Meet Egg. Cuter than a button, enormously personable, and talented, too. Say "sit," and Egg sits. Good Egg! Say "roll over," and egg rolls over. What a good Egg! Of course, Egg does all of this with a toddler's help, who lifts the flaps and pulls the tabs and operates the wiggle behind the wiggle-waggle. But that's the most fun part: interacting with the Egg. Then comes the pay-off. "Speak," is the command, and children will crack up in delight and surprise with what happens next. Created by Barney Saltzberg, Good Egg is that rarest of rare books where utter simplicity is utterly irresistible. The Egg has neither eyes nor smile nor furrowed brow, yet exudes an adorable, eager-to-please charm. No sentence is longer than two words, yet in the eight board book pages, an engaging story is told. Add the flaps and the tabs and the pleasure of movement, and Good Egg will be read again and again.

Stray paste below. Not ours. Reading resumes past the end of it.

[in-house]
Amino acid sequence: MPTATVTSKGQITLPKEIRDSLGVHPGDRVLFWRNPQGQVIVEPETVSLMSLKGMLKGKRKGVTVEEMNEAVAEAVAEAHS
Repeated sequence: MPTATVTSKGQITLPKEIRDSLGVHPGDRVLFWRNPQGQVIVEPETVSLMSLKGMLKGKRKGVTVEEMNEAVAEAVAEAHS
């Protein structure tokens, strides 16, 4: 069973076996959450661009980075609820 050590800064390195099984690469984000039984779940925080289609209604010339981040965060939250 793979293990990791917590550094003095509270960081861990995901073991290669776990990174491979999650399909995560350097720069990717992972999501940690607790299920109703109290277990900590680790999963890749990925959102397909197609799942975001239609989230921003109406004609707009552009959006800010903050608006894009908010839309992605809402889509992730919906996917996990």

Doing the right thing can be hard! When prized possessions start going missing, Cody gets a crash course in the most important rules of all — the rules of life. In Cody’s life, many things are hard to predict. Like why her older brother, Wyatt, is obsessed with his new bicycle called the Cobra, or why her best friend Pearl suddenly wants to trade favorite toys. Pearl says she will trust Cody with Arctic Fox because Cody is a trusty person. But Cody doesn’t want to give up her beloved Gremlin, and she regrets it as soon as she hands him over. When the Cobra goes missing, Cody has to decide for herself who is trusty and who is not. If only she had Gremlin to talk to! Surely Pearl wouldn’t mind if she secretly traded back . . . it’s not stealing if it belonged to you in the first place, right?
Even though Missy Piggle-Wiggle is preoccupied with repairing her Upside-Down House that was damaged in a storm, she always finds time to administer her magical cures that rid children in Little Spring Valley of their unwanted habits and misbehavior.